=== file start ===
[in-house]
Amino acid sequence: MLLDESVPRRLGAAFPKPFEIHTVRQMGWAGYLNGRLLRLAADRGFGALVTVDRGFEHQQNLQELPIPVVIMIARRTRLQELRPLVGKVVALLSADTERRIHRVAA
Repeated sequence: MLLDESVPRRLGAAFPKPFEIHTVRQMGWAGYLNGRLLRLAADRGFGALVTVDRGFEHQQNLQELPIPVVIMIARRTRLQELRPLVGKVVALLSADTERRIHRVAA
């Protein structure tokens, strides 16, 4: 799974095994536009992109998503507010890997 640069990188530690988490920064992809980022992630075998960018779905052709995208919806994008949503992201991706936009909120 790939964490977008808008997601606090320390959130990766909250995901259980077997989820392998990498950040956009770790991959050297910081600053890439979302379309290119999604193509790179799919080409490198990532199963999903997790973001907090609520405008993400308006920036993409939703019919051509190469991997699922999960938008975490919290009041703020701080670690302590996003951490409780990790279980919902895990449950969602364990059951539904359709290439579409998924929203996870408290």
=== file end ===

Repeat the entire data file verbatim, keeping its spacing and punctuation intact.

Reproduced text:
[in-house]
Amino acid sequence: MLLDESVPRRLGAAFPKPFEIHTVRQMGWAGYLNGRLLRLAADRGFGALVTVDRGFEHQQNLQELPIPVVIMIARRTRLQELRPLVGKVVALLSADTERRIHRVAA
Repeated sequence: MLLDESVPRRLGAAFPKPFEIHTVRQMGWAGYLNGRLLRLAADRGFGALVTVDRGFEHQQNLQELPIPVVIMIARRTRLQELRPLVGKVVALLSADTERRIHRVAA
């Protein structure tokens, strides 16, 4: 799974095994536009992109998503507010890997 640069990188530690988490920064992809980022992630075998960018779905052709995208919806994008949503992201991706936009909120 790939964490977008808008997601606090320390959130990766909250995901259980077997989820392998990498950040956009770790991959050297910081600053890439979302379309290119999604193509790179799919080409490198990532199963999903997790973001907090609520405008993400308006920036993409939703019919051509190469991997699922999960938008975490919290009041703020701080670690302590996003951490409780990790279980919902895990449950969602364990059951539904359709290439579409998924929203996870408290």